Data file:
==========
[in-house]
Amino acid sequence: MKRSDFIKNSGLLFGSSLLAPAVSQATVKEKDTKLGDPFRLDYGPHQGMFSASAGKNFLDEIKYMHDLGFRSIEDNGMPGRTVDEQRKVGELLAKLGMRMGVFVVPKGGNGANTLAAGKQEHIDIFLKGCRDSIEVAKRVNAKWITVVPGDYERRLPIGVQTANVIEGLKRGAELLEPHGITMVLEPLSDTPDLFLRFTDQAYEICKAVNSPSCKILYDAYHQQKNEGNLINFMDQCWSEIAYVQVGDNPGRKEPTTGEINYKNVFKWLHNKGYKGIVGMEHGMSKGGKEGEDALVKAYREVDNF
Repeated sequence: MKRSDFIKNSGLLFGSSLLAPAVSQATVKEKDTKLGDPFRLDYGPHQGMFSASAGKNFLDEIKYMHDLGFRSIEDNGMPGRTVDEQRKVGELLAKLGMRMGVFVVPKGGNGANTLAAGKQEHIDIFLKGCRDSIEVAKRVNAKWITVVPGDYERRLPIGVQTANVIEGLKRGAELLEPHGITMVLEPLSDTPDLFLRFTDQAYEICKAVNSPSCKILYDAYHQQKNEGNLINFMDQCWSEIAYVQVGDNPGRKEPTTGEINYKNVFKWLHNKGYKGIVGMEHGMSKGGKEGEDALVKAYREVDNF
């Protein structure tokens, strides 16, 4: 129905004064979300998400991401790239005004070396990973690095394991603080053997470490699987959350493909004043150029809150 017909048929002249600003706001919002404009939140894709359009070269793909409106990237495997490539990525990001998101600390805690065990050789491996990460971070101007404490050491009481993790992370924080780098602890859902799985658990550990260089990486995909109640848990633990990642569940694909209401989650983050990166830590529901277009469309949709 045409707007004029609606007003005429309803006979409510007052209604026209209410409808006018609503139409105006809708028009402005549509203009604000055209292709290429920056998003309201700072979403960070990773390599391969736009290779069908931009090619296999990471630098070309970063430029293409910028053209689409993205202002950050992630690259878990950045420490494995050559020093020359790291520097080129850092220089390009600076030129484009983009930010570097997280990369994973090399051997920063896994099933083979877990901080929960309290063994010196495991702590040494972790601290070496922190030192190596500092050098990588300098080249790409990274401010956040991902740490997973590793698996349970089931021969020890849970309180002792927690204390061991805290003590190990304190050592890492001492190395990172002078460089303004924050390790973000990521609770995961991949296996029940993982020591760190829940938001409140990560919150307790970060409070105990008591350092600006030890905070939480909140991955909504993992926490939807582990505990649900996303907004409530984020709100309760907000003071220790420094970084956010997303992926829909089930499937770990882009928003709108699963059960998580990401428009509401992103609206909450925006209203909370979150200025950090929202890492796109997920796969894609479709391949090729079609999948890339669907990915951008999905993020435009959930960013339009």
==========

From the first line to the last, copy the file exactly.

[in-house]
Amino acid sequence: MKRSDFIKNSGLLFGSSLLAPAVSQATVKEKDTKLGDPFRLDYGPHQGMFSASAGKNFLDEIKYMHDLGFRSIEDNGMPGRTVDEQRKVGELLAKLGMRMGVFVVPKGGNGANTLAAGKQEHIDIFLKGCRDSIEVAKRVNAKWITVVPGDYERRLPIGVQTANVIEGLKRGAELLEPHGITMVLEPLSDTPDLFLRFTDQAYEICKAVNSPSCKILYDAYHQQKNEGNLINFMDQCWSEIAYVQVGDNPGRKEPTTGEINYKNVFKWLHNKGYKGIVGMEHGMSKGGKEGEDALVKAYREVDNF
Repeated sequence: MKRSDFIKNSGLLFGSSLLAPAVSQATVKEKDTKLGDPFRLDYGPHQGMFSASAGKNFLDEIKYMHDLGFRSIEDNGMPGRTVDEQRKVGELLAKLGMRMGVFVVPKGGNGANTLAAGKQEHIDIFLKGCRDSIEVAKRVNAKWITVVPGDYERRLPIGVQTANVIEGLKRGAELLEPHGITMVLEPLSDTPDLFLRFTDQAYEICKAVNSPSCKILYDAYHQQKNEGNLINFMDQCWSEIAYVQVGDNPGRKEPTTGEINYKNVFKWLHNKGYKGIVGMEHGMSKGGKEGEDALVKAYREVDNF
């Protein structure tokens, strides 16, 4: 129905004064979300998400991401790239005004070396990973690095394991603080053997470490699987959350493909004043150029809150 017909048929002249600003706001919002404009939140894709359009070269793909409106990237495997490539990525990001998101600390805690065990050789491996990460971070101007404490050491009481993790992370924080780098602890859902799985658990550990260089990486995909109640848990633990990642569940694909209401989650983050990166830590529901277009469309949709 045409707007004029609606007003005429309803006979409510007052209604026209209410409808006018609503139409105006809708028009402005549509203009604000055209292709290429920056998003309201700072979403960070990773390599391969736009290779069908931009090619296999990471630098070309970063430029293409910028053209689409993205202002950050992630690259878990950045420490494995050559020093020359790291520097080129850092220089390009600076030129484009983009930010570097997280990369994973090399051997920063896994099933083979877990901080929960309290063994010196495991702590040494972790601290070496922190030192190596500092050098990588300098080249790409990274401010956040991902740490997973590793698996349970089931021969020890849970309180002792927690204390061991805290003590190990304190050592890492001492190395990172002078460089303004924050390790973000990521609770995961991949296996029940993982020591760190829940938001409140990560919150307790970060409070105990008591350092600006030890905070939480909140991955909504993992926490939807582990505990649900996303907004409530984020709100309760907000003071220790420094970084956010997303992926829909089930499937770990882009928003709108699963059960998580990401428009509401992103609206909450925006209203909370979150200025950090929202890492796109997920796969894609479709391949090729079609999948890339669907990915951008999905993020435009959930960013339009």